Wednesday, October 6, 2010


Had an errand to run in beachtown today, and since it was around one o'clock, decided to stop for lunch at one of the landmark restaurants on Flagler Avenue. Flagler is a narrow sandy street with a starting point at just about the easternmost point of Florida, almost as though the street rises up out of the Atlantic surf. Not a long street, it runs due west for no more than half a mile from ocean to Intercoastal Waterway. It is a quaint, picturesque street pleasant to stroll along, lined with all the shops you would expect in a beachtown. Bars, restaurants, surf shop, bike shop, souvenir and pottery shops, ice cream stand, a couple of art stores, and small versions of post office, hair salon and greenery shop. Traffic is rarely so heavy that sightseers and locals can’t wander freely from side to side, and those cars, motorcycles and skateboarders you see are all cruising at about five miles per hour. Several places on Flagler deserve a repeat visit now and then; I wrote last July about The Breakers and their super hamburgers. Another Flagler restaurant I visit about once a month is Clancy’s Cantina, an attractive and terra cotta cool spot for Mexican food. The soft tacos are terrific. Flagler also has one particular art and framing store popular with locals and visitors, Anthony Bell Creations. There must be at least five things hanging on my walls framed by Anthony Bell.

But about lunch… One of the oldest structures on Flagler Avenue is a bar and restaurant called The Flagler Tavern. The restaurant was originally a private beachhouse built in 1906. I’m not sure when the owner sold it, but it became a restaurant called The Red Rooster. Twelve years ago the present owner took it over and changed the name to The Flagler Tavern. I’ve eaten lunch there many times, mostly because I enjoy sitting on the raised veranda that overlooks the street. There was a time several years back when it had a different feel to it, and I was likely in those days to go more often than now. These days it has what feels like a different air, and more often than not I end up mumbling to myself about this or that downslide.

Before any complaints, it is only fair to say that the menu has a couple of excellent choices, one of them being the burgers. I’ve heard one or two people say that the Flagler Tavern burger is better than a burger at The Breakers. It would never occur to me to make such a comparison. I disagree with that opinion, but at the same time don’t hesitate to say that The Flagler Tavern does indeed make a good hamburger. I had a hefty bacon cheeseburger with lettuce tomato and fries today that was darn good. They also offer a tasty pasta salad that a friend of mine orders every time.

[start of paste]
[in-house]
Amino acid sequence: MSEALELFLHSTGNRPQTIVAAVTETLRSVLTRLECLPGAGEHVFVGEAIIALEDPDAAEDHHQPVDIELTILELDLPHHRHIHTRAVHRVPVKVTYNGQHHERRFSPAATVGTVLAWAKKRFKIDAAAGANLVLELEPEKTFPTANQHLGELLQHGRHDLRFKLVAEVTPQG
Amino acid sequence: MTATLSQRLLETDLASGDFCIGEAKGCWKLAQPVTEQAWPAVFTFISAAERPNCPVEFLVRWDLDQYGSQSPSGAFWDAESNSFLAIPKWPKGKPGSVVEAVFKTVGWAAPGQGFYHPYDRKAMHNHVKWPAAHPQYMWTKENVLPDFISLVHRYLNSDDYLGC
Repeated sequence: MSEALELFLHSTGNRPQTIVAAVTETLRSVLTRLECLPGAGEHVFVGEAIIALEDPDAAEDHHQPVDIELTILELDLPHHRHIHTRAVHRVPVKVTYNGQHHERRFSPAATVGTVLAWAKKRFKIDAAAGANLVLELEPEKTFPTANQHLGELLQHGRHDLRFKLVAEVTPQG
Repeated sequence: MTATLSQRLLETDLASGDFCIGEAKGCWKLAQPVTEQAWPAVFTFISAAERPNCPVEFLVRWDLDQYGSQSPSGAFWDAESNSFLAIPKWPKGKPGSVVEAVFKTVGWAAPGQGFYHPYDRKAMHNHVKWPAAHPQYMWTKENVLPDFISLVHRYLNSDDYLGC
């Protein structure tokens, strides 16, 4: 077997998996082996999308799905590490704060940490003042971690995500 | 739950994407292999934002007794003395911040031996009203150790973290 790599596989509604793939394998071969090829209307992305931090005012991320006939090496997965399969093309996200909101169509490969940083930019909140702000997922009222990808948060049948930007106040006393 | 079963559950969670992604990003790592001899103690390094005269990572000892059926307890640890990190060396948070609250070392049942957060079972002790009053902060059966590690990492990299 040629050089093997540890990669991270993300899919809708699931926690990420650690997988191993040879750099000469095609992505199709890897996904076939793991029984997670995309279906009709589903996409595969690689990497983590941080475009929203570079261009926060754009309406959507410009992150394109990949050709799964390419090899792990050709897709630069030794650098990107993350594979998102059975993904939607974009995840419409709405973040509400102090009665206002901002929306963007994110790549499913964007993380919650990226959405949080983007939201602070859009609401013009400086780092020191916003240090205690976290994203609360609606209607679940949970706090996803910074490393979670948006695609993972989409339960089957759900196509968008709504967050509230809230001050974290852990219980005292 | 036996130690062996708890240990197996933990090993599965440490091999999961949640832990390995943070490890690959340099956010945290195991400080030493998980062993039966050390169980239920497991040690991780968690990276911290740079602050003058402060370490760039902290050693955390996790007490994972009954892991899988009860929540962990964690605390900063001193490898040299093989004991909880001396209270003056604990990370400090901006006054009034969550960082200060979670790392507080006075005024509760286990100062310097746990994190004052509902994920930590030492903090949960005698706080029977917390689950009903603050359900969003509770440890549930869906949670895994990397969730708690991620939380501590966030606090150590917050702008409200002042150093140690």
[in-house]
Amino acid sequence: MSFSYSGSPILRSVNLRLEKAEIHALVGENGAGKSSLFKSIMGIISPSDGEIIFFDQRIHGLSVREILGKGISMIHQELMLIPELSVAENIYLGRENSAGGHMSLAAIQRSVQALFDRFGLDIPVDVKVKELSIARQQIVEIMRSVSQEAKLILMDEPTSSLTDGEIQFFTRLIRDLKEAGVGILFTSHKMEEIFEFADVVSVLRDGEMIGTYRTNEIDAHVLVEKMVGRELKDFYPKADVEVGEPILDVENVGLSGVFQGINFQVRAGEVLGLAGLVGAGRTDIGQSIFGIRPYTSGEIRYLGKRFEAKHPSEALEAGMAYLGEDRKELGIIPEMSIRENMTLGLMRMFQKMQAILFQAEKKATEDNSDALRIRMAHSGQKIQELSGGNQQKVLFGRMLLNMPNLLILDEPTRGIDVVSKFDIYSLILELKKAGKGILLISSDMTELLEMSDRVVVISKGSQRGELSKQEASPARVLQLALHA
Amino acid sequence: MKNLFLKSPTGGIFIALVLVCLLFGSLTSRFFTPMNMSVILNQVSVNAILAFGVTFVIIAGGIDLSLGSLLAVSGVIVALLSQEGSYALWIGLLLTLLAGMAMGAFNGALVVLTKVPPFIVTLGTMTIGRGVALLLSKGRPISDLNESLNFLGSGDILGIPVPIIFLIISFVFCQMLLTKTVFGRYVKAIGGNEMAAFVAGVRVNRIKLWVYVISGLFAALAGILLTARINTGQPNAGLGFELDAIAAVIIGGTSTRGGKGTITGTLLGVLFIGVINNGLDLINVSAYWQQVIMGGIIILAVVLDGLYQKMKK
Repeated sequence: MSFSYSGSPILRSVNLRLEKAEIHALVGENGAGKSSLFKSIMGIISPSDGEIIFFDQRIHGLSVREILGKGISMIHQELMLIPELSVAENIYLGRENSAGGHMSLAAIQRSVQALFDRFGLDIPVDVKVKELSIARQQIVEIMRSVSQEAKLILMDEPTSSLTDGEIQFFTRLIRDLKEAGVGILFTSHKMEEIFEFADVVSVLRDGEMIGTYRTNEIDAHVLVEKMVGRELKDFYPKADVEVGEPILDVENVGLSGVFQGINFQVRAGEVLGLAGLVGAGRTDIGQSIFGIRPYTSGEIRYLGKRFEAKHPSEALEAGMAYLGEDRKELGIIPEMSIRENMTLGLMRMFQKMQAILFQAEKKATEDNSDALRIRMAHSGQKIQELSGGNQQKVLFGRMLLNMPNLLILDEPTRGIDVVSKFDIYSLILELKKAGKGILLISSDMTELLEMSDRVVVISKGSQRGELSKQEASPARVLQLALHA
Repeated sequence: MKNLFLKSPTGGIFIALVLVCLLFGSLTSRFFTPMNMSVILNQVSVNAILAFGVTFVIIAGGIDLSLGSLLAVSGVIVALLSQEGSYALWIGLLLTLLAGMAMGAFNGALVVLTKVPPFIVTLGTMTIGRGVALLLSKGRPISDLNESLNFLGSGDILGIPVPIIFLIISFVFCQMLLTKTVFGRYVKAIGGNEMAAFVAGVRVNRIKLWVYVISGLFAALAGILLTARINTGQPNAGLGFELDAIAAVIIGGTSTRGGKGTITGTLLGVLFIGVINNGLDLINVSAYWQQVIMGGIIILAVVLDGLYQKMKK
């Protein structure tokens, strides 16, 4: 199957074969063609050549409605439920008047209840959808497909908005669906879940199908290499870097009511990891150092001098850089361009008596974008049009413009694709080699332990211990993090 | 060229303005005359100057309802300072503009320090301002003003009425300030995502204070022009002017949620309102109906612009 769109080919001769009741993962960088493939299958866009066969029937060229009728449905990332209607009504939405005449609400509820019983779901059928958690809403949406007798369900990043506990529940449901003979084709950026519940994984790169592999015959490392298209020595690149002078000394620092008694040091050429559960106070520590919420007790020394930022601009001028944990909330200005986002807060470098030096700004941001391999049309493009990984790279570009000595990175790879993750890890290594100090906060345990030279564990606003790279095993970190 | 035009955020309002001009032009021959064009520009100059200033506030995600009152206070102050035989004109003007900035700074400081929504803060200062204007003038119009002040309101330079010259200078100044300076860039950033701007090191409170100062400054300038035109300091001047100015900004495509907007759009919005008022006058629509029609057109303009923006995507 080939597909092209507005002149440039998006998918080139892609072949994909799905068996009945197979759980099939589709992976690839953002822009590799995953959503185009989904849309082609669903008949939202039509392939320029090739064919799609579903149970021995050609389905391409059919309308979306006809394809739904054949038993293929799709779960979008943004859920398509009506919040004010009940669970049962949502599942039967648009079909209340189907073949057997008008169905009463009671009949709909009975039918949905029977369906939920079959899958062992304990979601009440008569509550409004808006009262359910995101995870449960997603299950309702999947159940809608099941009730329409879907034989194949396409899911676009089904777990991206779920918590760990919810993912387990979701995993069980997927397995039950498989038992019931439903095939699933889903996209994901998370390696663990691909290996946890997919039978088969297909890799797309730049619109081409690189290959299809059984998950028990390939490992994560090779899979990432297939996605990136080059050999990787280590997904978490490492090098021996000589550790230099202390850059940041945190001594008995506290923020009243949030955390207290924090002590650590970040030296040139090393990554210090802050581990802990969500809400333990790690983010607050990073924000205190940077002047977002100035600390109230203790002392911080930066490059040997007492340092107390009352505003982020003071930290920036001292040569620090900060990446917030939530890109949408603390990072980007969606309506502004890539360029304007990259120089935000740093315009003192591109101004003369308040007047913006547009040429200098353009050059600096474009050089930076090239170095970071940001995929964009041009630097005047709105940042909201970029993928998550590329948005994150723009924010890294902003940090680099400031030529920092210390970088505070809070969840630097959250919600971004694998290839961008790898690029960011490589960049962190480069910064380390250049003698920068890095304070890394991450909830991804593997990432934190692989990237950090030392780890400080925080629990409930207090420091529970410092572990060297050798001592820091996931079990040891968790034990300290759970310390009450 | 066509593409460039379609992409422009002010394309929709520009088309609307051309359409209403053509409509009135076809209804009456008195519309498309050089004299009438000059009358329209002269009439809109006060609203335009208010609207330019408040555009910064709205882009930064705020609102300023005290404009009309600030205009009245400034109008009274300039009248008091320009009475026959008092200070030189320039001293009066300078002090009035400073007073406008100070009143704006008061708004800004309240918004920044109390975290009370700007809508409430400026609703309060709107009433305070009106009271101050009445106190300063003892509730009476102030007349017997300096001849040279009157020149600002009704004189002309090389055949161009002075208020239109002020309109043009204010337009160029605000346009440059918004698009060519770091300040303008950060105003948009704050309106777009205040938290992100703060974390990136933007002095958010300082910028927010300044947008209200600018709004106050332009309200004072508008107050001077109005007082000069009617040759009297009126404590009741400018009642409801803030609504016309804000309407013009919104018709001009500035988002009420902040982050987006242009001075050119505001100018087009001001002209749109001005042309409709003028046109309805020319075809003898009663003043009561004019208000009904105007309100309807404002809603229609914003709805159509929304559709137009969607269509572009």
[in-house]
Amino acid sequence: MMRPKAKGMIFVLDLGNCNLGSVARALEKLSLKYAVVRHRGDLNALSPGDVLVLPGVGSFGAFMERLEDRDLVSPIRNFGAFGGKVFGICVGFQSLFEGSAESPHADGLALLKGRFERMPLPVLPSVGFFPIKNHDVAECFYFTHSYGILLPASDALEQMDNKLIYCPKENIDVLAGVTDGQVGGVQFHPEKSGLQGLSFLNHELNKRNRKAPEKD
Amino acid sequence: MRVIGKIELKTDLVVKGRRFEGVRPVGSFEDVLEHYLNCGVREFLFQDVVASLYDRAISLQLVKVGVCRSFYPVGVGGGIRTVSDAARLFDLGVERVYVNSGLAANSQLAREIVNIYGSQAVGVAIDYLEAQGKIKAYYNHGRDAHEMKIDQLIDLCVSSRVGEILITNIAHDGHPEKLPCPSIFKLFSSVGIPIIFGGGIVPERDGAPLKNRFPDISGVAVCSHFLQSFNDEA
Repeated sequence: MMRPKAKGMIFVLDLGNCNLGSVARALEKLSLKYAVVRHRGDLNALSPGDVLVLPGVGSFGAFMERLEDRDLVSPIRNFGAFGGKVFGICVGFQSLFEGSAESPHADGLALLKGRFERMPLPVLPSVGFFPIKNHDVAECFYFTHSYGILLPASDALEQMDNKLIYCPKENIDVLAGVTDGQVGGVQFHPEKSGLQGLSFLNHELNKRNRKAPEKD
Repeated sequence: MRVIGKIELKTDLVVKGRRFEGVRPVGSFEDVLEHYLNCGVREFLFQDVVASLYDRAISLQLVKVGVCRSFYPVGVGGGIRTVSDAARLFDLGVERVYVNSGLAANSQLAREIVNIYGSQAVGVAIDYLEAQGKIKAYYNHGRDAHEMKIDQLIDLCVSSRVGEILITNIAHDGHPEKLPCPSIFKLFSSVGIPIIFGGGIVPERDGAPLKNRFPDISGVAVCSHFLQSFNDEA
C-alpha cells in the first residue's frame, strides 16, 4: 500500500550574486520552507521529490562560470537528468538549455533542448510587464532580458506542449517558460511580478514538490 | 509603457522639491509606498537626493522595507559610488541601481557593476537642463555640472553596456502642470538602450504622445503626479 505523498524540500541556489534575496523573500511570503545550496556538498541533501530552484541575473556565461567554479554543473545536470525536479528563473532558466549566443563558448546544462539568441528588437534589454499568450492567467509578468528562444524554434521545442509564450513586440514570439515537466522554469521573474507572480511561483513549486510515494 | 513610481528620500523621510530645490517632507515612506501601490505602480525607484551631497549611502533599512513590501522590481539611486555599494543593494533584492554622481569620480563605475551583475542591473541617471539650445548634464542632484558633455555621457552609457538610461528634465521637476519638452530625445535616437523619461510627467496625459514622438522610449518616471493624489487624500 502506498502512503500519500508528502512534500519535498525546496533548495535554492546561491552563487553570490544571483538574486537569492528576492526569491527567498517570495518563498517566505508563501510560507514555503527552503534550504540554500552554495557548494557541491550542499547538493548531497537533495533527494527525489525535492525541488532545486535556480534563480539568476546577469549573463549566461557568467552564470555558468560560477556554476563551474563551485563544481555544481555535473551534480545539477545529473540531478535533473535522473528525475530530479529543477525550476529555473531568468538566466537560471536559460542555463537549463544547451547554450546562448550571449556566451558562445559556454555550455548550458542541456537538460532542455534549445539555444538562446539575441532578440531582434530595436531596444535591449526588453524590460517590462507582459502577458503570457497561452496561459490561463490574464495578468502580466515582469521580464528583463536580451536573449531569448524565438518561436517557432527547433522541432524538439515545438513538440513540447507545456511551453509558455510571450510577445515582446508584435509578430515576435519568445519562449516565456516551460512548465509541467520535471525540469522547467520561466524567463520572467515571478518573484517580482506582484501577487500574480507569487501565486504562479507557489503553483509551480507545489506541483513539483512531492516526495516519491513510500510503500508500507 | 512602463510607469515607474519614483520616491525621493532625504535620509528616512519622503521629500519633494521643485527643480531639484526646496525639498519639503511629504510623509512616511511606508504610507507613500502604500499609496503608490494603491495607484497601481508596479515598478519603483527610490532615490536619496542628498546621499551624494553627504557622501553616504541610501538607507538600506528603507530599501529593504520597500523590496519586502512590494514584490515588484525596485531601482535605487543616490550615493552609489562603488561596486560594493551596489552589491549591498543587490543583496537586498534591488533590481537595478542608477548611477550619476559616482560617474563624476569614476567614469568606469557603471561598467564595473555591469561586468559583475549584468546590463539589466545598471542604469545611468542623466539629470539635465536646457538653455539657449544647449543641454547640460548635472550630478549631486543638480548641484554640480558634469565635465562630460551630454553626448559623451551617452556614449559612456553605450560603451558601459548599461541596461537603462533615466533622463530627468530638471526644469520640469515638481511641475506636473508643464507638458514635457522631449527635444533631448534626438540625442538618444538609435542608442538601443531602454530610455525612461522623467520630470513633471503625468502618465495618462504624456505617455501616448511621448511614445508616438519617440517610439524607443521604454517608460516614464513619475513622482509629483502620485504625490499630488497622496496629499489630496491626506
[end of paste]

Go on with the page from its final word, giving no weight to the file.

The thing is, more and more in the past year or two, service had gotten sloppy, and the crowd out on the veranda full-of-beer rowdy. Here is a line I scribbled in my journal while there today…

‘The place gets worse month by month. Sitting on the veranda overlooking Flagler Avenue, surrounded by loud, cigarette puffing people comparing their failed marriages. Just in front of my nose is mustard and ketchup, each in a plastic bottle thick with grime and street dust and encrusted with last week’s drips and dribbles.’ Before starting in on your burger—and probably a very good one—remember to wipe off the tabletop and the silverware.

For anyone who likes the loud energy, The Flagler Tavern often has live music, and my guess is the place is jumpin’ on those nights.

1 comment:

  1. My feeling exactly!!! A very colorful story today...almost like you painted a picture of the little beachtown. Your description is perfect. Never did feel a magnet drawing me to The Flagler Tavern because one can see the customers drinking beer (probably too much), puffing cigarettes and talking loudly. Enjoyed your blog!


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Oak Hill, Florida, United States
A longtime expat relearning the footwork of life in America